The author called his vernissage “Florescence.” The exhibit is in line with the artist’s course for experiments with classic graphics and folk art. It is the third time when not only the works of the author are on display, but also the shapes with which they were created, and “Florescence” became a logical continuation of last year’s project “The memory of grains.” The works of the exhibit have been formed conceptually over the past six months, so the mood of the exposition is not emotionally elevated.
The execution of the works is not standard; the engravings that play the role of classic matrixes are made on wood and plastic. The author modifies classical methods with folk technique. Floristic paintings of Petrykivka folk artists, as well as other artists, mostly Hanna Sobachko-Shostak, influenced the Oleh Hryshchenko’s concept of “Florescence.” The series of the author’s objects are an artistic interpretation of the natural cycle of conceiving, growing, and blossoming. Flowers have always had a symbolical meaning. For example, the poppies, which at first became a symbol of the commemoration of the World War I casualties, which was inspired by the verse by Canadian military physician John McCrae “In Flanders Fields,” later started to be used as a symbol of commemoration of all military and civil casualties of armed conflicts. If he had to create a format of a special flower to symbolize the current Ukrainian events, the artist says, he would take the folk art as the basis. It would be an unreal fantastic flower, because everyone is worried about the current events, but nobody knows for sure what will be the end of them. So, this should be a flower which may exist, but nobody has ever seen it.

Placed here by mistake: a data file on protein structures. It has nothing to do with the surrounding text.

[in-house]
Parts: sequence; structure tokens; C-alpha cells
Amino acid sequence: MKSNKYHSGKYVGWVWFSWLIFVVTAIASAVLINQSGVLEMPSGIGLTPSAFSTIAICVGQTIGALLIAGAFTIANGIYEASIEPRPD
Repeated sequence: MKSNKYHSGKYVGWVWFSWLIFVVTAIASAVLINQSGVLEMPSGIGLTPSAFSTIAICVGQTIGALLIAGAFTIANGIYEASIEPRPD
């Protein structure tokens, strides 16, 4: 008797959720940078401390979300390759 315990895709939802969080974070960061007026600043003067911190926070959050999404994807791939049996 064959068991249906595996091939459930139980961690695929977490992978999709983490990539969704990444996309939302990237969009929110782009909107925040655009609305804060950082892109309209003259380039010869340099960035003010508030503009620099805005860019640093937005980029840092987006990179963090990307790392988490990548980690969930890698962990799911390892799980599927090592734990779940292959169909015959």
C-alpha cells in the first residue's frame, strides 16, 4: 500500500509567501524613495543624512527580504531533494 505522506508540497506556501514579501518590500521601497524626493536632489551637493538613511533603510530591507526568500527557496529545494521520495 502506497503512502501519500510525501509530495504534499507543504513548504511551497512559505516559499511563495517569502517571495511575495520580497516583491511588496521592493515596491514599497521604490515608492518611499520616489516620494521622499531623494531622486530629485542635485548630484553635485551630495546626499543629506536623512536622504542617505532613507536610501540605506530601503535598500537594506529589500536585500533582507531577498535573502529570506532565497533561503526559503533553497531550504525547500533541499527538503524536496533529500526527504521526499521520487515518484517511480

“Florescence” has 23 shapes of flowers dedicated to the 23rd anniversary of the Independence of Ukraine. Abstract graphic pictures have a tendency to become a series, like the five canvases “Flower,” which in a corresponding color palette recreate the view of the artist on the natural and fantastic world. Diptychs and trinities of the images are not classical in their sense: rather than being a continuation of one another, the parts supplement one another.
By the way, last year Oleh Hryshchenko developed a metaphorical project “Great Ukrainian Wall.” When projecting his idea on the present day, the artist said that the current psychological wall between the east and the rest of Ukrainian territory was built artificially and simultaneously on both sides, “It will remain, but there are people who will be able to find windows and doors in it, because they are present there. A dialog with the east should be developed reasonably. If it includes merely artistic actions of painters from different corners of the country, there will be no sense in it. Everything should be done gradually with the help of pin-point injections.”
The exhibit “Florescence” will be open till September 15.